We will remember who did that work Mike. Thank you again for it!

I also remember Anil Dash’s Stop Publishing Web Pages essay in August 2012 and then 4 months later The Web We Lost. Those garden-like pages were definitely something we’ve lost. We need more of them on the higher ground outside of the floodplain of the raging waters of the storming corporate rivers. A few babbling brooks, sympathetic streams, and cordial and comforting creeks would also be most welcome in our landscape.

I’m glad to see that some are pushing back—returning to publish on the web in old, new, and even different ways. Hopefully, as in nature, the gardens and fields flourish after the unrestrained wrath of the storm.

With a lush mountain backdrop, a woman pictured from behind reaches up to suspended rocks and plants hanging from an artistic bamboo and metal structure.
Photo by Fathul Bilad on Unsplash

 

Featured photo by Saikiran Kesari on Unsplash

Replied to a thread by @tjoosten and @grandeped (Twitter)
I’m happy to help you try to put together an IndieWeb-friendly version with Webmentions which work with multiple platforms including WordPress, Known, Grav, etc.

You might find some interesting examples and pieces on IndieWeb wiki, particularly their Education page. I’d love to see Matt add his example(s) to that page for others’ future reference.

I did a short demonstration of what the current website-to-website space looks like at the recent OERxDomains21 Conference. You can find the short video here on my site.

If you go the older route one of the best planet-like sites I’ve seen was http://connectedcourses.net/, which if I recall correctly was built by Alan Levine. If you poke around a bit or ask @cogdog on Twitter, I think there are some details or a recipe somewhere of how he put it together.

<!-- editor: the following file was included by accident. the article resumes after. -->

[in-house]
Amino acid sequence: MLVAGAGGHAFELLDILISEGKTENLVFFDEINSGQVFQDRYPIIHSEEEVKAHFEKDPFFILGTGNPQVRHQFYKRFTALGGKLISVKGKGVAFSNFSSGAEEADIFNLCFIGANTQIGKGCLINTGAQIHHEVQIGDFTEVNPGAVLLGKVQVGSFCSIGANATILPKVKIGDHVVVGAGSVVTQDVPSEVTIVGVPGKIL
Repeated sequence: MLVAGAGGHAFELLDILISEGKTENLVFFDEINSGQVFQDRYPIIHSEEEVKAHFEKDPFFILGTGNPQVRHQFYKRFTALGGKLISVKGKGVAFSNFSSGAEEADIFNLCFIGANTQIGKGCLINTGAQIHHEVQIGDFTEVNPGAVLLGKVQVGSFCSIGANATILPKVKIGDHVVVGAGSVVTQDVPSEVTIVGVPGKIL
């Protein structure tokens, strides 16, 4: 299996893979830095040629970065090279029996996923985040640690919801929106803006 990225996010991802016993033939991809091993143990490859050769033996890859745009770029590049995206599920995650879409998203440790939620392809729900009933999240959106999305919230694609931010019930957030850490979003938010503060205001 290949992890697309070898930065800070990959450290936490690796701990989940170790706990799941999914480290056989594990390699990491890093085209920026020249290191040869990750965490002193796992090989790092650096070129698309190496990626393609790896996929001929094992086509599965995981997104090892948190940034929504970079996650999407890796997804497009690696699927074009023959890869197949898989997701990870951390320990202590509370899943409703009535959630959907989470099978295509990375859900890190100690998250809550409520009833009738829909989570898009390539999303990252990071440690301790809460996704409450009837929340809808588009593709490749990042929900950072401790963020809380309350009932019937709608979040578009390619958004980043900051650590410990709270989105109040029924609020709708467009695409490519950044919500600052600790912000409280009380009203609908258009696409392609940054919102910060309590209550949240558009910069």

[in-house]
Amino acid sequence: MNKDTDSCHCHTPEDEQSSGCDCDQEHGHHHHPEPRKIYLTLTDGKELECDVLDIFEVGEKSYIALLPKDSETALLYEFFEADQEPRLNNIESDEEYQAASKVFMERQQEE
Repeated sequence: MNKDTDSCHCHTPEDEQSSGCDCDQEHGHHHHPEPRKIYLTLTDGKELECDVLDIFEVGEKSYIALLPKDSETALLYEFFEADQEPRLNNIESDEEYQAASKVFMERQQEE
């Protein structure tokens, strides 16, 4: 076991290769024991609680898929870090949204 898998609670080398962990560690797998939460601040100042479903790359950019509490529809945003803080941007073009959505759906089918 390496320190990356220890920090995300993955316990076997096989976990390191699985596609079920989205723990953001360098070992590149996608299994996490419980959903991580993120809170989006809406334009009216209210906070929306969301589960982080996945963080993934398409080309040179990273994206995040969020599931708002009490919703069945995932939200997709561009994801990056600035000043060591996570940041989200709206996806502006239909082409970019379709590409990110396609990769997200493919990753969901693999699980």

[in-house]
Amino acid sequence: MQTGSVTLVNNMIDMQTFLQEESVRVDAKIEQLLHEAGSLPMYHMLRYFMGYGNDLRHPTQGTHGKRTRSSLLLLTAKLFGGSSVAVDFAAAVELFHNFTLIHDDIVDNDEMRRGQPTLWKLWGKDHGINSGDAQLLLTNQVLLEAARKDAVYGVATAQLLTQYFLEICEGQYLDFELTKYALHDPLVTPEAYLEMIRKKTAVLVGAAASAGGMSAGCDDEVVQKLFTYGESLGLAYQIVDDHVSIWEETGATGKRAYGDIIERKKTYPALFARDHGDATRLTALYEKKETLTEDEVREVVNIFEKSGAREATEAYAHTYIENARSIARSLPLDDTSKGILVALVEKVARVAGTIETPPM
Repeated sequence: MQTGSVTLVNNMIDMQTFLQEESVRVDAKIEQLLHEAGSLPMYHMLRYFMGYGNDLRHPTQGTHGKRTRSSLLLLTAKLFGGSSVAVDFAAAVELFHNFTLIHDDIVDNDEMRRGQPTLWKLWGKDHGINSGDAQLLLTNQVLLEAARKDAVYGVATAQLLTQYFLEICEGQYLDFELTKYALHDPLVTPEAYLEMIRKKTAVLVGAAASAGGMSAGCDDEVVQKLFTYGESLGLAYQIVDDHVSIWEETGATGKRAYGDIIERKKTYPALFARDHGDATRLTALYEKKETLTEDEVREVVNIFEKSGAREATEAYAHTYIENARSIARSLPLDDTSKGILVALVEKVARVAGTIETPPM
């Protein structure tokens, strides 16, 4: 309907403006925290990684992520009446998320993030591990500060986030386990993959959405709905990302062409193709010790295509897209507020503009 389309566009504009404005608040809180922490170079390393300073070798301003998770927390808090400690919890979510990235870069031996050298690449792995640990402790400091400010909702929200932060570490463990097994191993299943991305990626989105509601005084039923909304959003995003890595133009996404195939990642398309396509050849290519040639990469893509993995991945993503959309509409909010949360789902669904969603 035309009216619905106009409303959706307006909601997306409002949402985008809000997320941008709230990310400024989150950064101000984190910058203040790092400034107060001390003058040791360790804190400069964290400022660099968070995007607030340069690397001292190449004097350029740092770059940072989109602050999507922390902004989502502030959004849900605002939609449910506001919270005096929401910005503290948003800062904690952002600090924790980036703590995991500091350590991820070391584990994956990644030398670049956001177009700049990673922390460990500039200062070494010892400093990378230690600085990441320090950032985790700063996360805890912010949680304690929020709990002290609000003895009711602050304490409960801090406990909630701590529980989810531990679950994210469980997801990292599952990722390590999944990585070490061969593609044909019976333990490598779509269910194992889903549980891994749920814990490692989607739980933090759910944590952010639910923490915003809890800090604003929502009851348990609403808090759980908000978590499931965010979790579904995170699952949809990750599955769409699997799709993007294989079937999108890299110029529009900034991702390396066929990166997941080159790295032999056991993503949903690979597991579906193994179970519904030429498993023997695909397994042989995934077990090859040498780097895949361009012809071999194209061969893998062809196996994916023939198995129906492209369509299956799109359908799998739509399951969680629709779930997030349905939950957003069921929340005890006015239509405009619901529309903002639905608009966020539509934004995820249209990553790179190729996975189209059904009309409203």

Chances are reasonably good that people in the or space have some ideas as well.

Writer Jean Paul (1763-1825) on the importance of his Zettelkasten, kept in the form of a commonplace book:

“In the event of a fire, the black-bound excerpts are to be saved first.”
—Jean Paul instructions to his wife before setting off on a trip in 1812 (as quoted in translation from Exhibition opening on March 4th: »Zettelkästen. Maschinen der Phantasie«)

Featured image: Heinrich Pfenninger, Public domain, via Wikimedia Commons

Thinking about how annotations in my books are really conversations with the text which also spur thinking about them in a way that’s similar to rubber duck debugging.

An awful lot of my thinking happens in the margins.

Quoted Shape: The Hidden Geometry of Information, Biology, Strategy, Democracy, and Everything Else by Jordan Ellenberg (Penguin Press)
You don’t make a bagel by first baking a bialy and then punching out the center. No—you roll out a snake of dough and join the ends together to form the bagel. If you denied that a bagel has a hole, you’d be laughed out of New York City, Montreal, and any self-respecting deli worldwide. I consider this final.
Not exactly a QED sort of proof, but I’ll take it as an axiom. 🙂